Upgrading to SDL 2.0

Next, let’s upgrade our sample code to SDL 2.0

Copy-paste the modified C code below and save it on your local machine as sdl_2_0_sample.c. It’s a modified version of the above code - but targeting SDL 2.0 instead of SDL 1.2

#include <SDL.h>
#include <emscripten.h>
#include <stdlib.h>

SDL_Window *window;
SDL_Renderer *renderer;
SDL_Surface *surface;

void drawRandomPixels() {
    if (SDL_MUSTLOCK(surface)) SDL_LockSurface(surface);

    Uint8 * pixels = surface->pixels;
    
    for (int i=0; i < 1048576; i++) {
        char randomByte = rand() % 255;
        pixels[i] = randomByte;
    }

    if (SDL_MUSTLOCK(surface)) SDL_UnlockSurface(surface);

    SDL_Texture *screenTexture = SDL_CreateTextureFromSurface(renderer, surface);

    SDL_RenderClear(renderer);
    SDL_RenderCopy(renderer, screenTexture, NULL, NULL);
    SDL_RenderPresent(renderer);

    SDL_DestroyTexture(screenTexture);
}

int main(int argc, char* argv[]) {
    SDL_Init(SDL_INIT_VIDEO);
    SDL_CreateWindowAndRenderer(512, 512, 0, &window, &renderer);
    surface = SDL_CreateRGBSurface(0, 512, 512, 32, 0, 0, 0, 0);
    
    emscripten_set_main_loop(drawRandomPixels, 0, 1);
}

The main change here is that you can no longer Flip pixels directly to the screen. You need to push pixels into a texture (which resides in GPU RAM) and issue rendering calls to update the screen. More info here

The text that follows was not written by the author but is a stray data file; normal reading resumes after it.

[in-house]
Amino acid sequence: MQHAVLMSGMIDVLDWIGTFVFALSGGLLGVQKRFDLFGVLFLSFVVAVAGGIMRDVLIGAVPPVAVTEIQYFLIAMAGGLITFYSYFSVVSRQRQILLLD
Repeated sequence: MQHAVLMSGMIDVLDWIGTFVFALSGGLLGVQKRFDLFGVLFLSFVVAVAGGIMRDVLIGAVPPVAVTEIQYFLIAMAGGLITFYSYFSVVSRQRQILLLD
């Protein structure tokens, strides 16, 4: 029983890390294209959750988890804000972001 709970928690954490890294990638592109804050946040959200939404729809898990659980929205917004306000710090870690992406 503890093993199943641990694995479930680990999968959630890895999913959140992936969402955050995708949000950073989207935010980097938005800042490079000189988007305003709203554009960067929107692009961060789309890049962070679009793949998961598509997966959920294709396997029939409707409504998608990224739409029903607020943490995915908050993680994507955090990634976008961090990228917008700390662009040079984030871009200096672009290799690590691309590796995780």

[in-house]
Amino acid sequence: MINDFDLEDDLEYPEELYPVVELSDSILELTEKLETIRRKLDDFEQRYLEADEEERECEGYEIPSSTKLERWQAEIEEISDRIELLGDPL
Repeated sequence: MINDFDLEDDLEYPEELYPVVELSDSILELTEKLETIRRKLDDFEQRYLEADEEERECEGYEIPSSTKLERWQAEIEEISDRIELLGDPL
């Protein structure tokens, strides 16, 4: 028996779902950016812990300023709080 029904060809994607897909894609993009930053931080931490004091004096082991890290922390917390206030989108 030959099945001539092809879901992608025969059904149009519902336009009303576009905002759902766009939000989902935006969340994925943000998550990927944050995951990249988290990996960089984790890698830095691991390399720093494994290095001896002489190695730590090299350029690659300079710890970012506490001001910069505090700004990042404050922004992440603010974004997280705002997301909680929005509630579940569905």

Build and Run

To build this SDL 2.0 sample you’ll need a slightly different build command:

emcc -c sdl_2_0_sample.c -o sdl_2_0_sample.o -s USE_SDL=2
emcc sdl_2_0_sample.o -o sdl_2_0_sample.html -s USE_SDL=2

This time we’re passing in the USE_SDL=2 codegen option - which instructs Emscripten to switch off the built-in SDL 1.2 implementation and compile with the SDL 2.0 port instead

Similar to before, emcc will generate three files: sdl_2_0_sample.wasm, sdl_2_0_sample.js and sdl_2_0_sample.html

Serve sdl_2_0_sample.html and open it in a Web Browser. You’ll see the same white noise animation, but this time powered by SDL 2.0:

Cross-platform capability

Our code samples have hardcodings for Emscripten/WebAssembly - hardcodings that break traditional C compilation with gcc. However with some adjustments we can use the same source code to target both native and WebAssembly platforms:

#include <SDL.h>
#ifdef __EMSCRIPTEN__
#include <emscripten.h>
#endif
#include <stdlib.h>

SDL_Window *window;
SDL_Renderer *renderer;
SDL_Surface *surface;

void drawRandomPixels() {
    if (SDL_MUSTLOCK(surface)) SDL_LockSurface(surface);

    Uint8 * pixels = surface->pixels;
    
    for (int i=0; i < 1048576; i++) {
        char randomByte = rand() % 255;
        pixels[i] = randomByte;
    }

    if (SDL_MUSTLOCK(surface)) SDL_UnlockSurface(surface);

    SDL_Texture *screenTexture = SDL_CreateTextureFromSurface(renderer, surface);

    SDL_RenderClear(renderer);
    SDL_RenderCopy(renderer, screenTexture, NULL, NULL);
    SDL_RenderPresent(renderer);

    SDL_DestroyTexture(screenTexture);
}

int main(int argc, char* argv[]) {
    SDL_Init(SDL_INIT_VIDEO);
    SDL_CreateWindowAndRenderer(512, 512, 0, &window, &renderer);
    surface = SDL_CreateRGBSurface(0, 512, 512, 32, 0, 0, 0, 0);
    
    #ifdef __EMSCRIPTEN__
    emscripten_set_main_loop(drawRandomPixels, 0, 1);
    #else
    while(1) {        
        drawRandomPixels();
        SDL_Delay(16);
    }
    #endif 
}

Here we’ve used #ifdef statements to change compilation behaviour under native build scenarios:

  • Avoid loading the emscripten.h headers
  • Replace emscripten_set_main_loop with a traditional infinite loop

With these changes, we can compile the above code into WebAssembly with Emscripten/emcc and native executables with gcc. Here’s what it looks like running as a Windows app:

That’s the end of Lesson 2! Next time we’ll look at Emscripten Loops